This pattern has been first published as a regular blog post. Now it’s part of the pattern section and has been slightly reformatted, reworded and checked for spelling and other errors.
Dieses kleine kostenlose Strickrezept (ich zögere, es Anleitung zu nennen) erschien erstmal als ein Blogartikel, ist nun jedoch fest hier hier in der Pattern-Sektion zu finden. Ich habe ein paar Umformatierungen vorgenommen, einiges umformuliert und ein paar Rechtschreibfehler ausgebessert. Die Anleitung ist nur in Englisch verfügbar, aber wer Socken stricken kann, für den ist hauptsächlich das Prinzip der Streifen wichtig.
Use any fingering weight sock yarn of your liking, about 200 meters per color. It can even be a heavier 6-ply sock yarn if you want something that knits up faster. Gauge doesn’t really matter here as long as you know how to re-calculate things to get a sock that actually fits.
The pictured socks are worked in Schachenmayr nomotta Regia Uni/Solid 4-ply/4-fädig in chocolate brown and green.
Sample was knitted on 2.5 mm needles as I prefer a dense fabric for my socks for durability. And 2.5 mm works good for me. Others use 2.25 or 2.75 mm needles.
These socks were knit to fit the best husband of all. He sports shoe size EUR 42 with feet slightly on the wide side therefore I cast on 68 stitches.
The stripes are based on Pi’s numerical value truncated to 50 decimal places: 3.14159 26535 89793 23846 26433 83279 50288 41971 69399 37510. Pretty cool number, eh?! You could start out knitting as the digits appear above: 3 rounds color A, 1 round color B, 4 rounds color A, 1 round color B and so on. Alas, what to do when we hit the first zero? “Zero rounds of color A/B”?! You’d get one wide stripe and couldn’t decode it back into the two digits it was composed of.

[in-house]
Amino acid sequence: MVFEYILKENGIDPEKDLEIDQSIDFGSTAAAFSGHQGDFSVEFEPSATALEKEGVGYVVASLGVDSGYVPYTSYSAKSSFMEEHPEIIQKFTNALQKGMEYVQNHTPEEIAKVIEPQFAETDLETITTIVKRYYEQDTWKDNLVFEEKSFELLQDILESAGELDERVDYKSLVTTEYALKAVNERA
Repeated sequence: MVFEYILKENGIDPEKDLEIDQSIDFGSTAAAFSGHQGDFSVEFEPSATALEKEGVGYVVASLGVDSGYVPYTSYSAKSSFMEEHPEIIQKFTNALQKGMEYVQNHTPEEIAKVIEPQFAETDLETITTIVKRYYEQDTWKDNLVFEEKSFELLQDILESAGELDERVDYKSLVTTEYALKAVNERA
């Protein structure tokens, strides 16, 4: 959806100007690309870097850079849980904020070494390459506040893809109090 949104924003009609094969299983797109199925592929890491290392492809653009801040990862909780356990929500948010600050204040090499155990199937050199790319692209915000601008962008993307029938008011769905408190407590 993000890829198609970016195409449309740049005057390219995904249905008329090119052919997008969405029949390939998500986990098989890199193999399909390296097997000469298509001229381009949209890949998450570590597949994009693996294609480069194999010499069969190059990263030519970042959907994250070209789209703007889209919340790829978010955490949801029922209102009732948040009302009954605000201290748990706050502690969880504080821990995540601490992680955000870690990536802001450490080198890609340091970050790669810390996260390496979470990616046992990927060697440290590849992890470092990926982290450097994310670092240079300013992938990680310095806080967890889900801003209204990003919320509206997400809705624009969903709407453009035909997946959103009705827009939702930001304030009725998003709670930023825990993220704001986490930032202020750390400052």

To compensate for that problem we go with a simple rule:
Add 1 to each of Pi’s digits so that even 0 ist represented accordingly.
Color A: 4 rounds
Color B: 2 rounds
Color A: 5 rounds
Color B: 2 rounds
Color A: 6 rounds
and so on
While working the stripes knit your socks following your favorite basic sock pattern. You can either do them toe-up or cuff-down or whichever way suits you. I usually work mine top-down with a cuff in 1×1-ribbing for 15 to 20 rounds, switch to plain stockinette stitch until the sock measures about 15 to 20 cm (6 to 8”) and work a flap-heel. For the heel I stopped working stripes but chose to knit it in the brown yarn instead. As soon as the heel was turned and stitches for the instep were picked up I started working the stripes again. The toes I also did in plain brown and closed them using kitchener stitch.
My second sock continues where the first one left off. This way my socks represent Pi as 3.14159 26535 89793 23846 26433 83 (1st sock) 279 50288 41971 69399 37510 582 (2nd sock). Of course the stripes will not necessarily work out evenly so should you decide to follow my example you might have to live with socks where one leg is a couple of rows longer or shorter than the other. Same goes for the foot. I don’t mind but if you’re a stickler for such things you might want to just work two socks with the same stripe sequence. Or you could probably do some counting in advance to figure out which sequences of digits give you the same checksum.
While working the stripes I didn’t cut the yarn not in use but carried it up on the inside making sure it didn’t pull too tight or wasn’t hanging too loosely. That way you can spare yourself a hell of a lot of sewing in ends later. Where the colors change a little jog appears that seems to drive some people nuts. Again, I don’t mind. I did nothing to avoid it. There are all kinds of tips out there on how to minimize “The Jog” if you actually care about it.